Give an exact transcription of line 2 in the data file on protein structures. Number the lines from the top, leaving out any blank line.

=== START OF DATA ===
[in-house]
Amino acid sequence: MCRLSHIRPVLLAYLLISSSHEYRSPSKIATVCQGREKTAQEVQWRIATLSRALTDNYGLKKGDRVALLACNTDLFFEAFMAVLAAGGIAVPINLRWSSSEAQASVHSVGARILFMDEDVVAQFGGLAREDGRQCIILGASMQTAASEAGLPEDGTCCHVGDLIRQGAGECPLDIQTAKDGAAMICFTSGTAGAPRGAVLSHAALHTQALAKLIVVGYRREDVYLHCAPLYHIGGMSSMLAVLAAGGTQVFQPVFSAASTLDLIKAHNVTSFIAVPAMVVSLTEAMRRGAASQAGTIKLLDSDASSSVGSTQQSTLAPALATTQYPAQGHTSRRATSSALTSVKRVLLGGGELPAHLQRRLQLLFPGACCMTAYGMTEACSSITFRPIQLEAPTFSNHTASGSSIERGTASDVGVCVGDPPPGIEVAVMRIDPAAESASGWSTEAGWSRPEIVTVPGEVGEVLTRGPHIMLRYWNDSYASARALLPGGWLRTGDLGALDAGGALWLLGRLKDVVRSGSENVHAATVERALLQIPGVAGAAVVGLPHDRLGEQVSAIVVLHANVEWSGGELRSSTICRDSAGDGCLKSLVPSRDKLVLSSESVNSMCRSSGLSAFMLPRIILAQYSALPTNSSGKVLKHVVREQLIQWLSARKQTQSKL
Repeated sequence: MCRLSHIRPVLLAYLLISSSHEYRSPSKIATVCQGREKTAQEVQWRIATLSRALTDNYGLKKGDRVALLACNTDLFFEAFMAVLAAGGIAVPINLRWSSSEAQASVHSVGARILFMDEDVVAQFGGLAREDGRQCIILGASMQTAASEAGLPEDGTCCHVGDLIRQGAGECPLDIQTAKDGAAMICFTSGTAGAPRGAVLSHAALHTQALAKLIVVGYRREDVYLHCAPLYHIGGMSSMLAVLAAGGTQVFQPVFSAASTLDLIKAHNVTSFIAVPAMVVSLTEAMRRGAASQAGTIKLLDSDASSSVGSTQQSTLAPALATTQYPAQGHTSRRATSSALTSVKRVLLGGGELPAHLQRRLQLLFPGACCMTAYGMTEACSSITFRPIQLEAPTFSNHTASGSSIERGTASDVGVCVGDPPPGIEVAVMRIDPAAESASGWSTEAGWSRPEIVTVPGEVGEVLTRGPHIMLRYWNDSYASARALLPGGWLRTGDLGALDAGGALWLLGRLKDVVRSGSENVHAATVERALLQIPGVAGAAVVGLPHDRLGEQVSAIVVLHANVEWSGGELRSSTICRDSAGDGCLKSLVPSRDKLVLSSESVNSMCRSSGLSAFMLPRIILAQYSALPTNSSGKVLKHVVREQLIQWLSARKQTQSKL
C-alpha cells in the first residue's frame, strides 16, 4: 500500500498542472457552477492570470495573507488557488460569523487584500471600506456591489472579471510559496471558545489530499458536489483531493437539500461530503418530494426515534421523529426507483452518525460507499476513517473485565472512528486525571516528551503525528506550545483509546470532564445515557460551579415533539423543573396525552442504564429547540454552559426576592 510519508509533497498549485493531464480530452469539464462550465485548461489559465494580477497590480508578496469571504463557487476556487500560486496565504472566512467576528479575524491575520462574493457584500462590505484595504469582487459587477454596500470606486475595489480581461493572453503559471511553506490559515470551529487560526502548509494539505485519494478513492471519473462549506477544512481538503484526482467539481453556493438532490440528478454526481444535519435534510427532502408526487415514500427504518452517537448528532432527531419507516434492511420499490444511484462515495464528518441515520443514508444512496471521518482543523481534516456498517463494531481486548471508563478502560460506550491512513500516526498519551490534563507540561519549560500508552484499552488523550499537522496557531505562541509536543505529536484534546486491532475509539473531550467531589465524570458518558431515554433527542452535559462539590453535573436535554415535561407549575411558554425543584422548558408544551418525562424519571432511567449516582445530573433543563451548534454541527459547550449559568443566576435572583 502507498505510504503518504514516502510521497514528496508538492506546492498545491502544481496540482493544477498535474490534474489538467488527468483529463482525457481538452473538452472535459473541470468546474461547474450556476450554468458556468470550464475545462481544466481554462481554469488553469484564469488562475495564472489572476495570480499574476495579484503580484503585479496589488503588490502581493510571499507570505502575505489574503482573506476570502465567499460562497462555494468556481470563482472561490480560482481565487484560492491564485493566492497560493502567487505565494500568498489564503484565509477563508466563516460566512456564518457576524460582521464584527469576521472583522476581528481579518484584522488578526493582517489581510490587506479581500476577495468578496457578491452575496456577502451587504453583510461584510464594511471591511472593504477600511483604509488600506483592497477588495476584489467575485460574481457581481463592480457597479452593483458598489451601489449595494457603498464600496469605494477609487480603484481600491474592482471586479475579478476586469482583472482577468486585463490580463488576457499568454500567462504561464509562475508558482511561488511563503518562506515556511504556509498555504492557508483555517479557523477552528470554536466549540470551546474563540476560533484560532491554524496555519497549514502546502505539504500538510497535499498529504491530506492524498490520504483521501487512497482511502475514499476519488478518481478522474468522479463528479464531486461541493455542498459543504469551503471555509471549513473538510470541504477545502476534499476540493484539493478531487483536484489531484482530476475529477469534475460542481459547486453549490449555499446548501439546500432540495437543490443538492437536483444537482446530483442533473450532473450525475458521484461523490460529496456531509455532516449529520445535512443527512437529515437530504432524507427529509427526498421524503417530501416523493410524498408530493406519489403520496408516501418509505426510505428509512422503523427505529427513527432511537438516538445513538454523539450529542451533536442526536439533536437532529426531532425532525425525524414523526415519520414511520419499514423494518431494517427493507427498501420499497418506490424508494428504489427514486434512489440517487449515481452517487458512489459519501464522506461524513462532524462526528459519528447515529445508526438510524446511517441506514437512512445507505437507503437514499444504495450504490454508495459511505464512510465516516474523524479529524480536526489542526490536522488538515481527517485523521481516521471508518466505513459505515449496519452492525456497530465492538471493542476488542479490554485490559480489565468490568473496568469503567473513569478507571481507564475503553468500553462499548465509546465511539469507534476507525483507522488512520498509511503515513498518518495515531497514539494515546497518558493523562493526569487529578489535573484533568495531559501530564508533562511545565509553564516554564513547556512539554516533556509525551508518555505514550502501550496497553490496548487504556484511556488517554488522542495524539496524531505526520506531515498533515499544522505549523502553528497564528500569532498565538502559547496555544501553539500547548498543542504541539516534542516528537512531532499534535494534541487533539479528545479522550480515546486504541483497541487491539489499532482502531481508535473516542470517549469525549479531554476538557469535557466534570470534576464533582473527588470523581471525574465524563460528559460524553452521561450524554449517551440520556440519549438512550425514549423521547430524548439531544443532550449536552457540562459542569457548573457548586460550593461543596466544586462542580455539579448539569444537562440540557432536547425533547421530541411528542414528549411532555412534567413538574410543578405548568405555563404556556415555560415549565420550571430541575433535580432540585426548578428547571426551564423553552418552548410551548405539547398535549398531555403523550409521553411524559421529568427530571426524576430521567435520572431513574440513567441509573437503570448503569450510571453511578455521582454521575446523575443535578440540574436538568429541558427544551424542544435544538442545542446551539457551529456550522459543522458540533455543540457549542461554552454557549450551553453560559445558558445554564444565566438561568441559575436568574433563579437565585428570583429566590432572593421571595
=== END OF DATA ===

Amino acid sequence: MCRLSHIRPVLLAYLLISSSHEYRSPSKIATVCQGREKTAQEVQWRIATLSRALTDNYGLKKGDRVALLACNTDLFFEAFMAVLAAGGIAVPINLRWSSSEAQASVHSVGARILFMDEDVVAQFGGLAREDGRQCIILGASMQTAASEAGLPEDGTCCHVGDLIRQGAGECPLDIQTAKDGAAMICFTSGTAGAPRGAVLSHAALHTQALAKLIVVGYRREDVYLHCAPLYHIGGMSSMLAVLAAGGTQVFQPVFSAASTLDLIKAHNVTSFIAVPAMVVSLTEAMRRGAASQAGTIKLLDSDASSSVGSTQQSTLAPALATTQYPAQGHTSRRATSSALTSVKRVLLGGGELPAHLQRRLQLLFPGACCMTAYGMTEACSSITFRPIQLEAPTFSNHTASGSSIERGTASDVGVCVGDPPPGIEVAVMRIDPAAESASGWSTEAGWSRPEIVTVPGEVGEVLTRGPHIMLRYWNDSYASARALLPGGWLRTGDLGALDAGGALWLLGRLKDVVRSGSENVHAATVERALLQIPGVAGAAVVGLPHDRLGEQVSAIVVLHANVEWSGGELRSSTICRDSAGDGCLKSLVPSRDKLVLSSESVNSMCRSSGLSAFMLPRIILAQYSALPTNSSGKVLKHVVREQLIQWLSARKQTQSKL